As thousands of Americans took to the streets to protest the election of Donald Trump to the United States presidency in 2016, a concerted, antisemitic disinformation push attempted to delegitimize the demonstrations by blaming them on a familiar target in Jewish liberal billionaire George Soros.
As CNN reported shortly after Trump was elected (while losing the popular vote):
Protesters are upset about Trump’s policies on health care, the environment, LGBT rights and other issues. Some are questioning the legitimacy of Trump’s victory over Hillary Clinton by noting that although he took the Electoral College, Clinton won the popular vote.
Over the weekend, Los Angeles saw anti-Trump protests swell to 8,000 people on Saturday. In New York, thousands peacefully marched two miles on Saturday and gathered outside Trump Tower, the President-elect’s home in Manhattan, where they chanted “not my president.”
We have collected some examples of the disinformation that were planted around Soros in 2016, narratives which have been enthusiastically reused again and again since then:
“Here Are the Buses They Came In”
One effort to paint Soros as an instigator came out of Austin, Texas, where a man identified as Eric Tucker posted photographs of a group of charter buses with the caption “Anti-Trump protestors in Austin today are not as organic as they seem. Here are the busses [sic] they came in,” and adding the hashtag #fakeprotests:
As often happens, Tucker’s content was shared by other users, including one who republished the photographs alongside the caption, “How to start a riot”:
As KTBC-TV reported, Tucker’s tweet was shared more than 17,000 times before he deleted it and admitted that he had been wrong.
“I thought going on Twitter was not a big deal,” he later told the station. “I thought, I have 40 followers, I post twice a year on Twitter, I’m not a professional blogger at all.”
In reality, the buses were in the Texas capital as part of a conference completely unrelated to either Trump or any protests against him.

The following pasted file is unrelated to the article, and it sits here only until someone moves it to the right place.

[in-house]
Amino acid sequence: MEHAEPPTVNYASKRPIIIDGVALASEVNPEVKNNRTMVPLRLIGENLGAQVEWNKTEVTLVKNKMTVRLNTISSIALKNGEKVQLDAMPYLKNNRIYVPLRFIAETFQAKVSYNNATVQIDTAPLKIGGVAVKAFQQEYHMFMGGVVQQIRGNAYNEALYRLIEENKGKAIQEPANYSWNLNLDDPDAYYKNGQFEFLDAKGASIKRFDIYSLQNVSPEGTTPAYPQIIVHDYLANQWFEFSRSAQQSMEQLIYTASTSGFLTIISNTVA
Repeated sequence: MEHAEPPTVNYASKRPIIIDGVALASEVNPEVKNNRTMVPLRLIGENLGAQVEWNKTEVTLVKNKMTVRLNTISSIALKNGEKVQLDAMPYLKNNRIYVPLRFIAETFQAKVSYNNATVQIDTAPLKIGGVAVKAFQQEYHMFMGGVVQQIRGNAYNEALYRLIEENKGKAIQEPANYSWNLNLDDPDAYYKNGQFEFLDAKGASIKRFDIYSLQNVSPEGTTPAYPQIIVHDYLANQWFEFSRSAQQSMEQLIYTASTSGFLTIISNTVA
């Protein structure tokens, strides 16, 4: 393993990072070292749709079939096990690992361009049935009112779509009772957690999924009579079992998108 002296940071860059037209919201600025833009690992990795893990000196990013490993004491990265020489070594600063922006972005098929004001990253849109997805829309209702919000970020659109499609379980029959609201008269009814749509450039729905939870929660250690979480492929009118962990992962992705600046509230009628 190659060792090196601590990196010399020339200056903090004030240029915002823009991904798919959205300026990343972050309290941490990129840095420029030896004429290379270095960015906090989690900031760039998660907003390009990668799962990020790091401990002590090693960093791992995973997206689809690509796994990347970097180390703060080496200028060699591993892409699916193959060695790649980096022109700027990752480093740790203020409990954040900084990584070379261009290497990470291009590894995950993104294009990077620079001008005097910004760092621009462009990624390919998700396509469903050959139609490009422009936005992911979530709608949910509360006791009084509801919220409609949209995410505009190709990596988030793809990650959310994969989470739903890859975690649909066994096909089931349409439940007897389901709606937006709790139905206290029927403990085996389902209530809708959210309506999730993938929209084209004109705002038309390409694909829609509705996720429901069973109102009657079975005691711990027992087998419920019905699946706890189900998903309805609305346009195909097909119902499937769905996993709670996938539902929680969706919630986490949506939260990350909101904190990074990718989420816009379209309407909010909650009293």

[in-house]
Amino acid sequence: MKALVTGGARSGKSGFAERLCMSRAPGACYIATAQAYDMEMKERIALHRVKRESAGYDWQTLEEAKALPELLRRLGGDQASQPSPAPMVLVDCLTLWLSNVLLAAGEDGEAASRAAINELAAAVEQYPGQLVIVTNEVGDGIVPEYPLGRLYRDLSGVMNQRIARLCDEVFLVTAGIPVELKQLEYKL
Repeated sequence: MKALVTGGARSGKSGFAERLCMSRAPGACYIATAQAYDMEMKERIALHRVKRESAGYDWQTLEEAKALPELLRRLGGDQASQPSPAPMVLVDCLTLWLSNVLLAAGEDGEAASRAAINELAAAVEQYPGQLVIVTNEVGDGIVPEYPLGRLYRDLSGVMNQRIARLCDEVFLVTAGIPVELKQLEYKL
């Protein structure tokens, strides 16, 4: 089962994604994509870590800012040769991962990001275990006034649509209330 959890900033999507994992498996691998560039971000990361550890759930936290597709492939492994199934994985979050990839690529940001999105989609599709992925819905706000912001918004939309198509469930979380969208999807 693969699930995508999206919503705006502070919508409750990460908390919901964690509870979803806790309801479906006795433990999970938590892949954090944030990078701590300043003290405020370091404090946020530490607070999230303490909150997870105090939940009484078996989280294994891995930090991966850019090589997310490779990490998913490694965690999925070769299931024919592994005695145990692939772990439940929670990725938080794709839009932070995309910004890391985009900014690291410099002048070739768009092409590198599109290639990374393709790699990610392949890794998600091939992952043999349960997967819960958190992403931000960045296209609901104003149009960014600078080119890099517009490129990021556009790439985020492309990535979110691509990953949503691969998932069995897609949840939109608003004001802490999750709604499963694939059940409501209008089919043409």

“I hadn’t really fact-checked at all,” Tucker admitted.
Whether by accident or otherwise, Tucker’s post played into the recurring delusion that “convoys” of demonstrators were being ferried into particular cities.
“We’re Hiring Full-Time Activists $15/hr!”
An equally-derivative piece of disinformation centered around a Craigslist job ad created by an alleged “Washington Community Action Network” recruiting protesters by offering between $15 and $22 per hour in pay and even medical and dental benefits:
There was, of course, no corroboration that this was anything but someone using the Craigslist platform for their own ends.
While similar hoaxes have continued to spread online since 2016, one notable exception drew attention online in October 2018 when an ad from an agency called Good Jobs Nation actually seeking people to stand in line for a Trump rally was picked up by the satire site The Last Line of Defense.
As Buzzfeed reported at the time:
Good Jobs Nation advocates for laid-off and retired workers across the US. Many of their members are retirees and can’t stand in line for several hours to get into a Trump rally. So they hire line standers. In the ad, [the group’s field director] listed his phone number and invited anyone interested to call or text.The Rush to Blame 2016 Anti-Trump Protests on George SorosThe Rush to Blame 2016 Anti-Trump P...
As the ad circulated online, it became a flashpoint for both critics and supporters of Trump: